As discussed in Note 1 to the consolidated financial statements, on August 2, 2021, the Company completed the previously announced spin-off of its Logistics segment into an independent public company. The spin-off was accomplished by the distribution of 100% of the outstanding common stock of GXO Logistics, Inc. to the Company’s stockholders and was intended to qualify as tax-free to the Company and its stockholders for U.S. federal income tax purposes.
We identified the evaluation of the spin-off as a tax-free transaction for U.S. federal income tax purposes to be a critical audit matter. The evaluation of the Company’s interpretation and application of the Internal Revenue Code (Code) required complex auditor judgment and the need to involve tax professionals with specialized skills and knowledge to evaluate the U.S. federal taxability of the spin-off.
The following are the primary procedures we performed to address this critical audit matter. We evaluated the design and tested the operating effectiveness of certain internal controls related to the Company’s income tax process, including a control related to Company’s evaluation of the spin-off as tax-free for U.S. federal income tax purposes. We involved tax professionals with specialized skills and knowledge, who assisted in:
•inspecting the tax opinions from the Company’s external tax advisors that management utilized in forming their conclusions on U.S. federal income taxability of the spin-off, including certain interpretations of the Code
•assessing the key facts, assumptions and representations provided by management and used by the Company’s external tax advisors when evaluating the U.S. federal income taxability
Liabilities for self-insured claims
As discussed in Note 2 to the consolidated financial statements, the Company uses a combination of self-insurance programs and purchased insurance to provide for the costs of liability, vehicular, and workers’ compensation claims (self-insured claims). The Company records estimates of the undiscounted liability associated with claims incurred as of the balance sheet date, including estimates of claims incurred but not reported, by considering historical cost experience, demographic and severity factors, and judgments about current and expected levels of cost per claim and retention levels. These liabilities are recorded within accrued liabilities and other long-term liabilities as of December 31, 2021.
We identified the assessment of the estimated liabilities for self-insured claims as a critical audit matter. The evaluation of the uncertainty in the amounts that will ultimately be paid to settle these claims required subjective auditor judgment. Assumptions that may affect the estimated liability of claims include the consideration of
historical cost experience, severity factors, and judgments about current and expected levels of cost per claims and retention levels that have uncertainty related to future occurrences or events and conditions. Additionally, the Company’s liabilities for self-insured claims included estimates for expenses of claims that have been incurred but have not been reported, and specialized skills were needed to evaluate the actuarial methods and assumptions used to assess these estimates.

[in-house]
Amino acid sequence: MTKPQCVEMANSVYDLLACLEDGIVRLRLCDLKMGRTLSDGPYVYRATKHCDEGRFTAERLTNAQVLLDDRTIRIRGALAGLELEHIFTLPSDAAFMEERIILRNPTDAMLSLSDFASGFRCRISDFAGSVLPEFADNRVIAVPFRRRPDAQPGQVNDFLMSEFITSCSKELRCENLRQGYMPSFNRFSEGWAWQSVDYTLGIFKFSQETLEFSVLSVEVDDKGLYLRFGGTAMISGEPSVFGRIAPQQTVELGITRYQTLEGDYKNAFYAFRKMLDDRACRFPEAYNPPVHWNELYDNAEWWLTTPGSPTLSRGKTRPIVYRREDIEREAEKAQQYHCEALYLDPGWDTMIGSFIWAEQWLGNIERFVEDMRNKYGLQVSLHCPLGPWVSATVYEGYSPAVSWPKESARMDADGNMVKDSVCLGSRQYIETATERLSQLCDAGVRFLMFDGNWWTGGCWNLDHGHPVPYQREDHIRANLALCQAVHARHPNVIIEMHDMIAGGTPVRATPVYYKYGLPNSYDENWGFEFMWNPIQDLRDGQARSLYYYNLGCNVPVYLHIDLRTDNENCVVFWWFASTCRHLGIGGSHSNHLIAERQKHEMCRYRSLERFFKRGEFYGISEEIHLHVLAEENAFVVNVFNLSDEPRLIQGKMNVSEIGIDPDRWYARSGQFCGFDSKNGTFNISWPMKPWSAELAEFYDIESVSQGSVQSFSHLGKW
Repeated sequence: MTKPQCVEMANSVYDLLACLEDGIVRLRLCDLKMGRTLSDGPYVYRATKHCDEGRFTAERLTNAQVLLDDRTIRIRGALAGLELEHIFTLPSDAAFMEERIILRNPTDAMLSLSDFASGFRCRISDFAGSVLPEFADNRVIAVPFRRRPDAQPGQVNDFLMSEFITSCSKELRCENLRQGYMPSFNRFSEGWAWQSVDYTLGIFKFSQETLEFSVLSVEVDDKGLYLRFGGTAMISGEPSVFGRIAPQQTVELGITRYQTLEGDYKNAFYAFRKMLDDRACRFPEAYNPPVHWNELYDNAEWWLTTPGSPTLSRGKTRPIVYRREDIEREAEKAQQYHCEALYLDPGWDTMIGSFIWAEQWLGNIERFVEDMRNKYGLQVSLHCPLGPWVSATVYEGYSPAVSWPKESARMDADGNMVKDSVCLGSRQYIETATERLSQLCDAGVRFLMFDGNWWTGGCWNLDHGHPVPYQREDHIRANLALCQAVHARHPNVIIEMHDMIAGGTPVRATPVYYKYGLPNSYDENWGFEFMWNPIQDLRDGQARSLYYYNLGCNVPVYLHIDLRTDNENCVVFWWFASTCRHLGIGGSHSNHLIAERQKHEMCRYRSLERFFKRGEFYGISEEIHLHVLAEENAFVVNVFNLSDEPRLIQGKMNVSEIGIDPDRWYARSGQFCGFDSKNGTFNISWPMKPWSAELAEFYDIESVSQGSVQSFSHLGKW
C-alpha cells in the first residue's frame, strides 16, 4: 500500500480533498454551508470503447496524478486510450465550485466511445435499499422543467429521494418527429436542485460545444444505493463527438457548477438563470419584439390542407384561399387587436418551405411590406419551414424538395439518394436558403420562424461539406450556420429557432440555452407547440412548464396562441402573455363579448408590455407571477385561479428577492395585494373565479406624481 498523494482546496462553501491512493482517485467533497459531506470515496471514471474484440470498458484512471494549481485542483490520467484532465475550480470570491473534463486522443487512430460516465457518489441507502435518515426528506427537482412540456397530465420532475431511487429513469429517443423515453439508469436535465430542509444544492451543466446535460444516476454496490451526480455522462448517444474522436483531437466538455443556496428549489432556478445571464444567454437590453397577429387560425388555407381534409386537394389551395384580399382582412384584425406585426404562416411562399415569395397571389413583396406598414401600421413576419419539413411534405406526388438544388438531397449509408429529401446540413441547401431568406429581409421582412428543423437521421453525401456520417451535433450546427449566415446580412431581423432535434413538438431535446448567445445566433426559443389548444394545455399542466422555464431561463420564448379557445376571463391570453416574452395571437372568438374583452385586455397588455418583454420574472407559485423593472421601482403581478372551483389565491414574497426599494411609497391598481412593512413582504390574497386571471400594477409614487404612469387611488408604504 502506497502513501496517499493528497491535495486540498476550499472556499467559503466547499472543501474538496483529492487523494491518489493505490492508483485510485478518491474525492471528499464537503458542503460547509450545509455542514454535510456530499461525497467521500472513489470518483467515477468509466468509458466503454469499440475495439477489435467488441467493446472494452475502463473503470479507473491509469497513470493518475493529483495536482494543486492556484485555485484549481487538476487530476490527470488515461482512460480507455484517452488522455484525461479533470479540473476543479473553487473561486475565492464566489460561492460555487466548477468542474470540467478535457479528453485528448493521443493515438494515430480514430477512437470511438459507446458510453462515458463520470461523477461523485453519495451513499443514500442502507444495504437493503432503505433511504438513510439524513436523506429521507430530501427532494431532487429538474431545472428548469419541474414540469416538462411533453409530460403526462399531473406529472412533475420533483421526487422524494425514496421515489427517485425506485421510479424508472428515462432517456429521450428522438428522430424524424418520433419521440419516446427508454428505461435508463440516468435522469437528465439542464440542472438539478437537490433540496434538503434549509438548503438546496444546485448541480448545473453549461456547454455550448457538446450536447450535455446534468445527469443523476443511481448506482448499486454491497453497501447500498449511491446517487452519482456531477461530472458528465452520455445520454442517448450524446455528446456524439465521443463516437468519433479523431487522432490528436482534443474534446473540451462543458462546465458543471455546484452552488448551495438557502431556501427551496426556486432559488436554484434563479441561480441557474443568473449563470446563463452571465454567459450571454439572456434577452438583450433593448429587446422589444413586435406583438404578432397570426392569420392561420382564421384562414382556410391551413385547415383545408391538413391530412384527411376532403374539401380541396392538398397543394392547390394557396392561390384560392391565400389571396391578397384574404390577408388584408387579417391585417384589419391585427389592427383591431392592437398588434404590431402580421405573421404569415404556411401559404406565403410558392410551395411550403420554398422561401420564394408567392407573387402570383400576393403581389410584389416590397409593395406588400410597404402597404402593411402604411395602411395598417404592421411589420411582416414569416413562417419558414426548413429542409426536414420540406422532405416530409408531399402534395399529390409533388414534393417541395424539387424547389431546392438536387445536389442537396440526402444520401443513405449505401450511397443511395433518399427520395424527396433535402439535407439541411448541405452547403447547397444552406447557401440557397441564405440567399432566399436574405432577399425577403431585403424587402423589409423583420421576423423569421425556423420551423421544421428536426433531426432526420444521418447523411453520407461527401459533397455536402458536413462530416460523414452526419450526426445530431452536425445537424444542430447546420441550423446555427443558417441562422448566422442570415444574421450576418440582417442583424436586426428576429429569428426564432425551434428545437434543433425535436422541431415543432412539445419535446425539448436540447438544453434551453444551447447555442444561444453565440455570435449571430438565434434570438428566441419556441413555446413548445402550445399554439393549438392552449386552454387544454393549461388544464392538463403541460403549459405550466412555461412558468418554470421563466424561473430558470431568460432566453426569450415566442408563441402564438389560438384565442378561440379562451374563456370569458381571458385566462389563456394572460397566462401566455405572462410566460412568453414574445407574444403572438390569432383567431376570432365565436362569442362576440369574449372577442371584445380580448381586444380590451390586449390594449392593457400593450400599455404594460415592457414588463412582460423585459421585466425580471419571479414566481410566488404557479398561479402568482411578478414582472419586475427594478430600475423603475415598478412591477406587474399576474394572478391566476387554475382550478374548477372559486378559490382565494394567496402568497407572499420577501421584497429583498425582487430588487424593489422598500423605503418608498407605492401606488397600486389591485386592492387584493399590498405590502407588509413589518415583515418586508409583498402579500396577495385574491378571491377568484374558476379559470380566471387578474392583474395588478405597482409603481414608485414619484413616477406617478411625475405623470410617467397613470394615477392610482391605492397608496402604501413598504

The following are the primary procedures we performed to address this critical audit matter. We evaluated the design and tested the operating effectiveness of certain internal controls over the Company’s self-insurance process. This included controls over the assumptions used in estimating the liabilities for self-insured claims. In addition, we compared the Company’s estimates of liabilities for individual self-insured claims to current available information, which included legal claims, incident and case reports, current and historical cost experience, or other evidence. We involved an actuarial professional with specialized skills and knowledge, who assisted in:
•comparing the Company’s actuarial reserving methodologies with accepted actuarial methods and procedures
•evaluating assumptions used in determining the liability, including expected level of cost per claim and retention levels, in relation to recent historical loss payment trends and severity factors
•developing an independent expected range of liabilities, including liabilities for claims that have been incurred but have not been recorded, based on actuarial methodologies
•comparing the Company’s recorded liability to the independently developed liability range.
/s/ KPMG LLP
We have served as the Company’s auditor since 2011.
February 16, 2022
XPO Logistics, Inc.
Consolidated Balance Sheets
|(In millions, except per share data)||2021||2020|
|Cash and cash equivalents||$||260 ||$||1,731 |
Accounts receivable, net of allowances of $47 and $46, respectively
|2,105 ||1,680 |
|Other current assets||286 ||303 |
|Current assets of discontinued operations||26 ||1,664 |
|Total current assets||2,677 ||5,378 |
Property and equipment, net of $1,828 and $1,646 in accumulated depreciation, respectively
|1,808 ||1,891 |
|Operating lease assets||908 ||844 |
|Goodwill||2,479 ||2,536 |
Identifiable intangible assets, net of $612 and $536 in accumulated amortization, respectively
|580 ||675 |
|Other long-term assets||255 ||187 |
|Long-term assets of discontinued operations ||— ||4,666 |
|Total long-term assets||6,030 ||10,799 |
|Total assets||$||8,707 ||$||16,177 |
|LIABILITIES AND STOCKHOLDERS’ EQUITY|
|Accounts payable||$||1,110 ||$||854 |
|Accrued expenses||1,107 ||1,044 |
|Short-term borrowings and current maturities of long-term debt||58 ||1,281 |
|Short-term operating lease liabilities||170 ||152 |
|Other current liabilities||69 |